Pat Higgins | Sports Editor
After notching their second consecutive win of the season and fourth straight victory at home, the Dukes are clicking on all cylinders at the right time of the season.
With an inexperienced team, the Dukes struggled through the early portion of the Atlantic 10 schedule. But after dropping six straight conference games in just 18 days in January, the Red & Blue have showed resiliency through the second half of their conference schedule. If you don’t think they’re rounding into a team that can make some noise in the Atlantic 10 tournament in a week and a half, then, as Coach Jim Ferry would say, you don’t know basketball.
The progression this team has made in just two months, from a squad that was still finding its identity early on to a team that is moving the ball seamlessly and finding quality looks at the basket each time down the floor, has been fun to watch.
With five scorers in double digits and a cast of big men who can cycle in and out of the game relatively interchangeably, the Red & Blue jumped out to a 19-6 lead in the first seven minutes of action and never looked back from there. They held off a number of surges on their way to a win over the visiting Saint Louis Billikens less than six weeks after losing to them road.
Wednesday night’s win marks the third time this season that the Dukes have defeated a conference opponent in the second matchup after losing the first.
On Jan. 24, the Dukes lost big to George Washington on the road. GW shot 9-of-17 from 3-point range in the first half of that game and never really looked back from there. But when the Colonials came to the Palumbo Center on Feb. 11, the Dukes dominated the game and won 78-62. Four players scored in double digits.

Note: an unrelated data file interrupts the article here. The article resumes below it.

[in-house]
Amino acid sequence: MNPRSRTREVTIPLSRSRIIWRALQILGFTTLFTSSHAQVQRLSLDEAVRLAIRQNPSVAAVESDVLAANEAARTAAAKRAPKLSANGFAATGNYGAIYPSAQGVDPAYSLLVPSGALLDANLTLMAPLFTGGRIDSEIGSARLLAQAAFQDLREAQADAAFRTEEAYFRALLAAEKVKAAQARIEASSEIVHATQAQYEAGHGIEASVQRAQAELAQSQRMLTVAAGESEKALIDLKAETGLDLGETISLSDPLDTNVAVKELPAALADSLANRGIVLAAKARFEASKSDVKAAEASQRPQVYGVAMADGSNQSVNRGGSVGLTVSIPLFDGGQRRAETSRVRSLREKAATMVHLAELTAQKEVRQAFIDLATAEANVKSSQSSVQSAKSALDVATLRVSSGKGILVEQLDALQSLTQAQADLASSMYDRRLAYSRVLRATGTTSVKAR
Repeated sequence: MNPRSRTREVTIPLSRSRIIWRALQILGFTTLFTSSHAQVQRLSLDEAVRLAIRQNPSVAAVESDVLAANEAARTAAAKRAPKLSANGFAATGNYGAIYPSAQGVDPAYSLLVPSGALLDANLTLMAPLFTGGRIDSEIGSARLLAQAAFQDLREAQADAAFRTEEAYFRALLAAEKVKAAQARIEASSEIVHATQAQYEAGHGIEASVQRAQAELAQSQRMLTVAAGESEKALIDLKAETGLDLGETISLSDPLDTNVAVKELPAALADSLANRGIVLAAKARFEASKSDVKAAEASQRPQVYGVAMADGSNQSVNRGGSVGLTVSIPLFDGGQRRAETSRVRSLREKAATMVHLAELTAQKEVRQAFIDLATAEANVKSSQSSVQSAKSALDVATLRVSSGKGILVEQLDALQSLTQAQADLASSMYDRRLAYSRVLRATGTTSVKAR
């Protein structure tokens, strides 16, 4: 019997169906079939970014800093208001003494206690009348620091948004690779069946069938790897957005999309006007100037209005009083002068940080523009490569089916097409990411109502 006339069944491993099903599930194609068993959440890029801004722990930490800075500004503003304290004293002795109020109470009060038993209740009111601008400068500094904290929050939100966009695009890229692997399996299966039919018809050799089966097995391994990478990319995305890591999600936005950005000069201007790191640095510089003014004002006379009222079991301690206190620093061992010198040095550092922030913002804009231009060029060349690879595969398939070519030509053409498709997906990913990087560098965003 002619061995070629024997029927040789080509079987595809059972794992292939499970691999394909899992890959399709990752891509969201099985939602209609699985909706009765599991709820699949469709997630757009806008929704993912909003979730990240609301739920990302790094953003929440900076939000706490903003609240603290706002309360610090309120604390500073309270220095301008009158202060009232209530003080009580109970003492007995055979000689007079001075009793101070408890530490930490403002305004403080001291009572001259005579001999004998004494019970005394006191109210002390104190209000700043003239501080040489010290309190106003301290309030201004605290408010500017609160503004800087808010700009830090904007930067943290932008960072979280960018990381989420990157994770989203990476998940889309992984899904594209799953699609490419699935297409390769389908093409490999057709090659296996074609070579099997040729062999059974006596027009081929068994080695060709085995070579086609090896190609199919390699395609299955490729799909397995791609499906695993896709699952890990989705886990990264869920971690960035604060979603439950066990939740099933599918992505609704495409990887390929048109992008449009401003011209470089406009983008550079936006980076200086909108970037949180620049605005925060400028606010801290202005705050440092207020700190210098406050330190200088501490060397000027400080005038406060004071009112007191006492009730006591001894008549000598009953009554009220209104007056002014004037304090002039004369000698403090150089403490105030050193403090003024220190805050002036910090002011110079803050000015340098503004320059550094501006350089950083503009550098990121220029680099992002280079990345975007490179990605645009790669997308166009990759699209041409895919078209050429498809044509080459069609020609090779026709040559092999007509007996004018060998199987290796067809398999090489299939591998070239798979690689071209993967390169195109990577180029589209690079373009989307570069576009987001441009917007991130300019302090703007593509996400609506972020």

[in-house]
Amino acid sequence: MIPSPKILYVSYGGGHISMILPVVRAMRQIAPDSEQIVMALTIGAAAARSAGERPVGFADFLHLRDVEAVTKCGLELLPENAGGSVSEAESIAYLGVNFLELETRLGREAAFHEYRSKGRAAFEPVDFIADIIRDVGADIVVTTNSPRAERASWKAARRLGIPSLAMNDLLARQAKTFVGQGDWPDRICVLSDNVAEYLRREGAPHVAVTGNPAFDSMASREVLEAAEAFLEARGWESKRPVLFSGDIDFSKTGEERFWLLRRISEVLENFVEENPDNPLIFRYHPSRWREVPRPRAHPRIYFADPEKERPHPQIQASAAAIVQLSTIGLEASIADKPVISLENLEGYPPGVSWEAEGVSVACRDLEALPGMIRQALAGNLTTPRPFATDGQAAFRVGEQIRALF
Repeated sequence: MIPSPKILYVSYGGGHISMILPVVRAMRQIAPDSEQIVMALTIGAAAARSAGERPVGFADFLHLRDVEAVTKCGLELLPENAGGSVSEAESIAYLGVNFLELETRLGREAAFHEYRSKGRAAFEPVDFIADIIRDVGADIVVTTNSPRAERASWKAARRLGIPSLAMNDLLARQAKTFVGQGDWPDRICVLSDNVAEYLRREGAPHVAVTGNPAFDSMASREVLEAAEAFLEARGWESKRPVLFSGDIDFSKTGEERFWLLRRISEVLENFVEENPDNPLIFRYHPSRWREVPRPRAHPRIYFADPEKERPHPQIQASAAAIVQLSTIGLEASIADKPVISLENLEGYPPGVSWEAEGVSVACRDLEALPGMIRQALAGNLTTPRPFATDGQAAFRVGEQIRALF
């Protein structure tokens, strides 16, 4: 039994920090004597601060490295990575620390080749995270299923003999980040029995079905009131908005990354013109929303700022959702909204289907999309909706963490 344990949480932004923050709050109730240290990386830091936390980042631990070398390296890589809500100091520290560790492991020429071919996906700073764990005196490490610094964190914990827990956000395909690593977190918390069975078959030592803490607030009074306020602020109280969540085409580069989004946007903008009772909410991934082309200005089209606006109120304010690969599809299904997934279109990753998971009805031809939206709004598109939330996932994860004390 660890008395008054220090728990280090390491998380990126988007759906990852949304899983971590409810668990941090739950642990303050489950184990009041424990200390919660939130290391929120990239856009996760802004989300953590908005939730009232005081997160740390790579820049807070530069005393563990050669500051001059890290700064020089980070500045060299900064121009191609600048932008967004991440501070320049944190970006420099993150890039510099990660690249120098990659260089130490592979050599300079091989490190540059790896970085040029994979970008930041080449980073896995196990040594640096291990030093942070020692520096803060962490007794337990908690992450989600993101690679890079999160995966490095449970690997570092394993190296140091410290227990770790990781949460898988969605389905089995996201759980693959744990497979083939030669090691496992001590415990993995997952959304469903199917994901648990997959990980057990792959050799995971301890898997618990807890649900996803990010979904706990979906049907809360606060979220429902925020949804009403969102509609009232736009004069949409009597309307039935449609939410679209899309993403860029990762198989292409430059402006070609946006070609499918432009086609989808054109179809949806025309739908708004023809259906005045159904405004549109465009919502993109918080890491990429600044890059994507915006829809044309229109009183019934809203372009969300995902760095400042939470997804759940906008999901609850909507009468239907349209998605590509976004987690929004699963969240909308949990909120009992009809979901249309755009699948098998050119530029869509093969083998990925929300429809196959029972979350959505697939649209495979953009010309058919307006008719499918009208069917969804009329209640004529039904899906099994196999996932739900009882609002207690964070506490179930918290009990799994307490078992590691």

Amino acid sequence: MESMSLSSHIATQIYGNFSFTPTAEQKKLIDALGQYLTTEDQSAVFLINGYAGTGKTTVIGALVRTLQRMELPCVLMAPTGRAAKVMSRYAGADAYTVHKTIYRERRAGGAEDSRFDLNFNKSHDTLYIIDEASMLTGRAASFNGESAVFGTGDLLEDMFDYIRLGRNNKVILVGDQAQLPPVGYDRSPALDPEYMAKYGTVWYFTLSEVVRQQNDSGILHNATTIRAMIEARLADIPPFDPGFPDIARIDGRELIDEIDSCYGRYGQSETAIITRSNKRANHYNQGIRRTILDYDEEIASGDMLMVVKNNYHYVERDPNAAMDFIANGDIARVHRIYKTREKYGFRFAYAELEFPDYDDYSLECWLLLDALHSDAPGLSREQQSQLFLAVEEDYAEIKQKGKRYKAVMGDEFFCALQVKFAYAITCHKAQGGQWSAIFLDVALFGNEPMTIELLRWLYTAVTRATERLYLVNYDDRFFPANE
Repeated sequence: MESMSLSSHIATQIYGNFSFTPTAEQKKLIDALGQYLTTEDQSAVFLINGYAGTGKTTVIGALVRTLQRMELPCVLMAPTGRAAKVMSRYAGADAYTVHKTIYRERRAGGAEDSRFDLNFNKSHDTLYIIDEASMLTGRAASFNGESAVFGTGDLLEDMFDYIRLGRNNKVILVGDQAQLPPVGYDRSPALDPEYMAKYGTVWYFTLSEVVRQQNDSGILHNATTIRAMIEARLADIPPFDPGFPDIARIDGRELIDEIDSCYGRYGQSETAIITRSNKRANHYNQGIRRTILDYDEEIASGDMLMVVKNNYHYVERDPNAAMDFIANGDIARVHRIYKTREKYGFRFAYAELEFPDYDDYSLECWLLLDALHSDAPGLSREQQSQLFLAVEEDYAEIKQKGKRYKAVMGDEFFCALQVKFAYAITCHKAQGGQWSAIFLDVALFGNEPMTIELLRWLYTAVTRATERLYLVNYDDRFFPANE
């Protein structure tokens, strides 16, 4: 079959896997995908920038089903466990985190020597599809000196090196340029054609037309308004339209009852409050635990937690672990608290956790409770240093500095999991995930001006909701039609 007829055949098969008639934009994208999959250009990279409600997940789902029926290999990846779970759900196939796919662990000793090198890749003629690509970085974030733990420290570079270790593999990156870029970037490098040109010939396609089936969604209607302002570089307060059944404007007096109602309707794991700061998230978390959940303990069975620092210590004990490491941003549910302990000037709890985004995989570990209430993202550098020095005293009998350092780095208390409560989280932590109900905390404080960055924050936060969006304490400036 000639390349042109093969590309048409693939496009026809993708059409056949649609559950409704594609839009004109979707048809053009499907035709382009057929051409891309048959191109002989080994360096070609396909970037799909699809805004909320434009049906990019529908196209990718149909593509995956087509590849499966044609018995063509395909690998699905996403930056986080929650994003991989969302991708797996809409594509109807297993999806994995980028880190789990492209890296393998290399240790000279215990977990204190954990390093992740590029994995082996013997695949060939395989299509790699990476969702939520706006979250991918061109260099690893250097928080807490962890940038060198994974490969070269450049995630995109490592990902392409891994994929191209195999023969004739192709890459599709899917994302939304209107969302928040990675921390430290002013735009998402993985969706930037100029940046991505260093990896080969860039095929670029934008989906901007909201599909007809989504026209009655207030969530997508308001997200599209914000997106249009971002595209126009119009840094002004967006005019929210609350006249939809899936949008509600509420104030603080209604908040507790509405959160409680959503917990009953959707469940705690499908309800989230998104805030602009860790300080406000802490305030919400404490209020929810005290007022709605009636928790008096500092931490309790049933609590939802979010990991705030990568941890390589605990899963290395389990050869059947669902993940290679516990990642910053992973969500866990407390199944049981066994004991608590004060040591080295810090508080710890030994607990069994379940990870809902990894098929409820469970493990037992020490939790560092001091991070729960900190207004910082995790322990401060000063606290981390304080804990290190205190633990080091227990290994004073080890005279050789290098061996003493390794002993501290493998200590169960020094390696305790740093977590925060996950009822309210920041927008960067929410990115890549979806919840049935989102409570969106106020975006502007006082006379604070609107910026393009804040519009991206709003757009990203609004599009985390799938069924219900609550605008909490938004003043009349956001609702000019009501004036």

The Red & Blue lost to Dayton on the road in the conference opener on Jan. 3, but looked like a completely different team at the Consol Energy Center on Saturday. After knocking off Dayton at the Consol Energy Center on Saturday, the Dukes beat the St. Louis Billikens 79-66 at the Palumbo Center. “I think that just shows some maturity,” Ferry said.
At the moment, the Dukes have a rotation that runs nine deep. Without junior guard Jordan Stevens, who has been suspended indefinitely since the Dukes’ Feb. 11 matchup with GW, Micah Mason and Derrick Colter have carried the load in the backcourt. In the five games since Stevens was suspended, Mason has averaged 19.4 points in just under 38 minutes per game, while Colter has put up 15.4 points in 36 minutes per game.
Junior guard Jeremiah Jones has done his part in filling the stat sheet as well. In the last five games, he’s averaged 9.4 points, 6.2 rebounds and 5.2 assists. Against Saint Louis, he tied a career-high with 16 points.
The frontcourt is where the Dukes have depth, and that has showed. The big men got into a bit of foul trouble against the Billikens. At one point late in the second half, Dominique McKoy, L.G. Gill and Darius Lewis all had three fouls.
With Jordan Robinson playing steady minutes off the bench and providing a wide frame to clog the paint, the Dukes finally have depth down low, something that has been a trademark of Ferry’s teams in the past.
“At that five spot its been kind of by committee,” Ferry said. “It’s about what do we need. Do we need size, quickness, [and] who is in foul trouble? Those guys are doing a good job and staying ready.”
That’s not even mentioning freshman forward TySean Powell, who grabbed four rebounds in just eight minutes.
“Wait until Ty’s body develops and catches up with his athleticism,” he said. “This offseason is going to be big for him. He has really good potential.”
When you put it all together and Ferry’s guys start playing mistake-free basketball in rhythm, pushing the ball up the floor, the result from Wednesday night is one you will see more often.
Remember, only Dominique McKoy will be graduating. That means the rest of the Dukes you see contributing big minutes this season will be back next year, with even bigger sights set in the Atlantic 10.
But for now, just wait and see what these Dukes are capable of. They’ve showed flashes of a team that can compete near the top of the conference, and they’ll have a chance to prove that in Brooklyn in two weeks at the Barclays Center for the A-10 Championship Tournament.
If the Dukes can continue to play at the level they’ve been playing at home, they’ll be a dangerous team in that tournament for years to come.